Response of desert bighorn sheep in the Mojave National Preserve to respiratory disease.
January 2015 - September 2017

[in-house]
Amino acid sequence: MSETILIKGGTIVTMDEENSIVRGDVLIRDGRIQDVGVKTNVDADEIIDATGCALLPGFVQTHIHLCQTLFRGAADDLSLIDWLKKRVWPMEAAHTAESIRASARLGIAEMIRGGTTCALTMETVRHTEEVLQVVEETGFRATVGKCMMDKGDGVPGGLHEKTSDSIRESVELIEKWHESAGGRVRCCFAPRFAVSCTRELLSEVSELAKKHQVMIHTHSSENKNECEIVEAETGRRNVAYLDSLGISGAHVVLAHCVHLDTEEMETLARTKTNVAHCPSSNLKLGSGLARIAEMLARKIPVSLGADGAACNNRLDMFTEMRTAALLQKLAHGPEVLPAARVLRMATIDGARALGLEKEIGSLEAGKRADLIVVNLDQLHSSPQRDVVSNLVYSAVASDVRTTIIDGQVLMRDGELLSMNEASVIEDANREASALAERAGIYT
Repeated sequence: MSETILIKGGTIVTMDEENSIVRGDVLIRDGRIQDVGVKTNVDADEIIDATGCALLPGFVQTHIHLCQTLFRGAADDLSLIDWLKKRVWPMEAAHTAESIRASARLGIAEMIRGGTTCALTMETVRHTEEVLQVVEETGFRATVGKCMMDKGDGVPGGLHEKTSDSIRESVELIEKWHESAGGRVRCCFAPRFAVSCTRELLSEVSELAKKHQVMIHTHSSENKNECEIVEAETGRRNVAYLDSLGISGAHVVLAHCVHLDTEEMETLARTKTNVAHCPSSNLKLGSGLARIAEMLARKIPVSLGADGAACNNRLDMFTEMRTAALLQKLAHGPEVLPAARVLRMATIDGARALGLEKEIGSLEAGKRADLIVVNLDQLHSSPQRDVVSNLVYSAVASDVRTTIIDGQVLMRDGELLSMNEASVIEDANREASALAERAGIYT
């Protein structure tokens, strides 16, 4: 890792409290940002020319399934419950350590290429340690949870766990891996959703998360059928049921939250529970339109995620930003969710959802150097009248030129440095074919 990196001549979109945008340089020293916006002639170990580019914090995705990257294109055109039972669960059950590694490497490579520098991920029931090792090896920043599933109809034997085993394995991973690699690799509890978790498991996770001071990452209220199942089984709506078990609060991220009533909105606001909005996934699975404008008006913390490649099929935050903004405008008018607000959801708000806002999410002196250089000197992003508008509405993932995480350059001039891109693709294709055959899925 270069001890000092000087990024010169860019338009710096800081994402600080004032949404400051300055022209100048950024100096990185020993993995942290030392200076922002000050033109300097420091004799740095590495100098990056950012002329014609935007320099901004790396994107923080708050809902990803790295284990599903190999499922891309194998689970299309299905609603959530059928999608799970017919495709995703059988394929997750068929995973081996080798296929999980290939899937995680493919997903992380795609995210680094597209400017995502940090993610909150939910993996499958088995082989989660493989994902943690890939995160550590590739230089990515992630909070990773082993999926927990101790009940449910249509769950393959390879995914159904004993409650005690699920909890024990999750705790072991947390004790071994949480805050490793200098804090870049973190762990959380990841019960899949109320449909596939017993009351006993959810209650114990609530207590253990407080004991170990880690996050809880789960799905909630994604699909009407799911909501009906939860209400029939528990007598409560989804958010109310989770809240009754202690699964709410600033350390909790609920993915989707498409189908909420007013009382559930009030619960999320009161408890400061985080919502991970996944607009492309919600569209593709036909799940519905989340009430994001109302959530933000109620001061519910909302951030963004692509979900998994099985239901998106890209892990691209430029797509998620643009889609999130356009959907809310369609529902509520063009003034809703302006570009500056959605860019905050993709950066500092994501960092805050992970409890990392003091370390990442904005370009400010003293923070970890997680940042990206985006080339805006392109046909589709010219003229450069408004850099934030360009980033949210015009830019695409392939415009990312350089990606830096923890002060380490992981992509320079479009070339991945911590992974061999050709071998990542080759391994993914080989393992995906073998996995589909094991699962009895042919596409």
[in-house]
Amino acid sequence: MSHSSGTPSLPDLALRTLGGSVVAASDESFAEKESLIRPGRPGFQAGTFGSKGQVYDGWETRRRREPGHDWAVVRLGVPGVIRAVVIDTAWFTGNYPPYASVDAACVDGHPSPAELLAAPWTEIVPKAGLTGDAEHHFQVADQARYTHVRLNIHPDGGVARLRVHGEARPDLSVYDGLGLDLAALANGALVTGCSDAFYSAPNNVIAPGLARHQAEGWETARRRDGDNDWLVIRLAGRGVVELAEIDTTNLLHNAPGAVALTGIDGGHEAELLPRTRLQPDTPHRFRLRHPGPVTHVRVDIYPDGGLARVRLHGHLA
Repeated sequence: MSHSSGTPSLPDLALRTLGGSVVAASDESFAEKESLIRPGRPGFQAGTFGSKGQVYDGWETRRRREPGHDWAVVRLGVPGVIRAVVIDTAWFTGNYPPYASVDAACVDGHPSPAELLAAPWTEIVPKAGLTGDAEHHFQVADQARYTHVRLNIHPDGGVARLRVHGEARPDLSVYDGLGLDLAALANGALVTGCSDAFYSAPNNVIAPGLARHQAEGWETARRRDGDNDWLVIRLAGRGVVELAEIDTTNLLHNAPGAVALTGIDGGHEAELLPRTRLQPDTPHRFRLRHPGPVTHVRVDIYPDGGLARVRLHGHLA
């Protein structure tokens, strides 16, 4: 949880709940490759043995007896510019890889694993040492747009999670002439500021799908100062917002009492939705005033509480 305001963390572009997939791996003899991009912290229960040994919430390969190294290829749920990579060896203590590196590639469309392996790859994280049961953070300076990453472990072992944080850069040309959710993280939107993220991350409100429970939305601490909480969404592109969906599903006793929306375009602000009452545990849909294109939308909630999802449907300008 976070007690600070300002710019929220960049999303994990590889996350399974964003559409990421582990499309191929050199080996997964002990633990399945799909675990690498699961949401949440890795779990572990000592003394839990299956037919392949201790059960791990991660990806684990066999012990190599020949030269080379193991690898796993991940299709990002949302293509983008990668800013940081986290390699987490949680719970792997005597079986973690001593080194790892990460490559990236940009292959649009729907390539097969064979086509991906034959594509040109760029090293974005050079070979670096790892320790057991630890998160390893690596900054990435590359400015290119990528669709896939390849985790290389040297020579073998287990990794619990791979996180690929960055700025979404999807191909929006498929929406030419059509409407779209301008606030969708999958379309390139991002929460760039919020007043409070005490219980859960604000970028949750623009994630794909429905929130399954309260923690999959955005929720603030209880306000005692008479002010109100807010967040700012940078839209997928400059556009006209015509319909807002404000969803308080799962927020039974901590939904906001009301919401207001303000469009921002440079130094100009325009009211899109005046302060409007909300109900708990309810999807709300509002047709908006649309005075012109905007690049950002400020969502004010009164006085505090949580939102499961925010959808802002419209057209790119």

A recently discovered (May 2013) outbreak of epizootic pneumonia in the deserts of southeastern California caused a substantial die-off of desert bighorn sheep in the largest and most important population in the Mojave National Preserve (MOJA). This outbreak was likely caused by pathogens transmitted from domestic sheep or goats to which native bighorn sheep mostly lack natural resistance, and could lead to extirpation of the iconic species from the Preserve. MOJA and adjacent mountain ranges support a large meta-population of desert bighorn sheep, central to the most extensive array of naturally-persisting bighorn herds in North America. Until 2013, pneumonia epizootics in this region were unknown. This study is using both existing and new data to evaluate adult and juvenile survival over multiple years across populations where pneumonia is present, to establish the demographic consequences of the current disease outbreak, and determine how strong environmental stochasticity affects the persistence and impacts of the disease. We will also use recently updated genetic data and studies of seasonal movement patterns by male and female bighorn sheep to infer risk of disease spread among populations.